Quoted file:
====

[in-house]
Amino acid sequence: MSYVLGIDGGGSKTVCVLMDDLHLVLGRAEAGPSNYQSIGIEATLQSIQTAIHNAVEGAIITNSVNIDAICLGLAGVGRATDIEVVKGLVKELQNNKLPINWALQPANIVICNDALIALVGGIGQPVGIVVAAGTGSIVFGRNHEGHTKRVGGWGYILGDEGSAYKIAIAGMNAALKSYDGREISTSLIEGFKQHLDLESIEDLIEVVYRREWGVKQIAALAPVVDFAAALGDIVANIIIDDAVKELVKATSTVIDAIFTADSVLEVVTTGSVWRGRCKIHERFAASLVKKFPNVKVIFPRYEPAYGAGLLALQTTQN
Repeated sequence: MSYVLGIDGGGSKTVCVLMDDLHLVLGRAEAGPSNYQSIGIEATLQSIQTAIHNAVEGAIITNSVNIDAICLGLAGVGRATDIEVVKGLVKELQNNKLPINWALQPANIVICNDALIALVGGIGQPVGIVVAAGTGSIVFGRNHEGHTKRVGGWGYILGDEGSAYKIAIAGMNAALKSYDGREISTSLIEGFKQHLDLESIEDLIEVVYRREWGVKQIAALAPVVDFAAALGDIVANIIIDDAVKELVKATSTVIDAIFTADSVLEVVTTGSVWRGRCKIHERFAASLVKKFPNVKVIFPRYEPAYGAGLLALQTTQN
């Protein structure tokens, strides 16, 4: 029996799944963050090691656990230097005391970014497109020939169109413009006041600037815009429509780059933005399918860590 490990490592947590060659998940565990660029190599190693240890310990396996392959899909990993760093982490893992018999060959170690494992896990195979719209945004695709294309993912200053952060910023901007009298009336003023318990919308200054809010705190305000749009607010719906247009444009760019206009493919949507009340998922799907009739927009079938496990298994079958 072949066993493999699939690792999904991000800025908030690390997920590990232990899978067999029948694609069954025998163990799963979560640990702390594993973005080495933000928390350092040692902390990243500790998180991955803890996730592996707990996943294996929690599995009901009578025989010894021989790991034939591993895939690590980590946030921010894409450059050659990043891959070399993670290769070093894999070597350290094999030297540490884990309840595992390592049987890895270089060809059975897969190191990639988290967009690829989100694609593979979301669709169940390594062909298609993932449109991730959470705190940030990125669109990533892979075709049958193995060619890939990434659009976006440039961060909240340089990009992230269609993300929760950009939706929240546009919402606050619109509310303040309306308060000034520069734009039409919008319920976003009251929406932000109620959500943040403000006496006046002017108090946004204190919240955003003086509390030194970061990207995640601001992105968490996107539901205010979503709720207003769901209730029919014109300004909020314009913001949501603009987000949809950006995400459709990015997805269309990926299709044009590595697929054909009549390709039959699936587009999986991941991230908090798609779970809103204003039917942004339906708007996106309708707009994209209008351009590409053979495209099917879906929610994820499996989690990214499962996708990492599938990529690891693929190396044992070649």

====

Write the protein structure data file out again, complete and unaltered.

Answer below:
[in-house]
Amino acid sequence: MSYVLGIDGGGSKTVCVLMDDLHLVLGRAEAGPSNYQSIGIEATLQSIQTAIHNAVEGAIITNSVNIDAICLGLAGVGRATDIEVVKGLVKELQNNKLPINWALQPANIVICNDALIALVGGIGQPVGIVVAAGTGSIVFGRNHEGHTKRVGGWGYILGDEGSAYKIAIAGMNAALKSYDGREISTSLIEGFKQHLDLESIEDLIEVVYRREWGVKQIAALAPVVDFAAALGDIVANIIIDDAVKELVKATSTVIDAIFTADSVLEVVTTGSVWRGRCKIHERFAASLVKKFPNVKVIFPRYEPAYGAGLLALQTTQN
Repeated sequence: MSYVLGIDGGGSKTVCVLMDDLHLVLGRAEAGPSNYQSIGIEATLQSIQTAIHNAVEGAIITNSVNIDAICLGLAGVGRATDIEVVKGLVKELQNNKLPINWALQPANIVICNDALIALVGGIGQPVGIVVAAGTGSIVFGRNHEGHTKRVGGWGYILGDEGSAYKIAIAGMNAALKSYDGREISTSLIEGFKQHLDLESIEDLIEVVYRREWGVKQIAALAPVVDFAAALGDIVANIIIDDAVKELVKATSTVIDAIFTADSVLEVVTTGSVWRGRCKIHERFAASLVKKFPNVKVIFPRYEPAYGAGLLALQTTQN
């Protein structure tokens, strides 16, 4: 029996799944963050090691656990230097005391970014497109020939169109413009006041600037815009429509780059933005399918860590 490990490592947590060659998940565990660029190599190693240890310990396996392959899909990993760093982490893992018999060959170690494992896990195979719209945004695709294309993912200053952060910023901007009298009336003023318990919308200054809010705190305000749009607010719906247009444009760019206009493919949507009340998922799907009739927009079938496990298994079958 072949066993493999699939690792999904991000800025908030690390997920590990232990899978067999029948694609069954025998163990799963979560640990702390594993973005080495933000928390350092040692902390990243500790998180991955803890996730592996707990996943294996929690599995009901009578025989010894021989790991034939591993895939690590980590946030921010894409450059050659990043891959070399993670290769070093894999070597350290094999030297540490884990309840595992390592049987890895270089060809059975897969190191990639988290967009690829989100694609593979979301669709169940390594062909298609993932449109991730959470705190940030990125669109990533892979075709049958193995060619890939990434659009976006440039961060909240340089990009992230269609993300929760950009939706929240546009919402606050619109509310303040309306308060000034520069734009039409919008319920976003009251929406932000109620959500943040403000006496006046002017108090946004204190919240955003003086509390030194970061990207995640601001992105968490996107539901205010979503709720207003769901209730029919014109300004909020314009913001949501603009987000949809950006995400459709990015997805269309990926299709044009590595697929054909009549390709039959699936587009999986991941991230908090798609779970809103204003039917942004339906708007996106309708707009994209209008351009590409053979495209099917879906929610994820499996989690990214499962996708990492599938990529690891693929190396044992070649």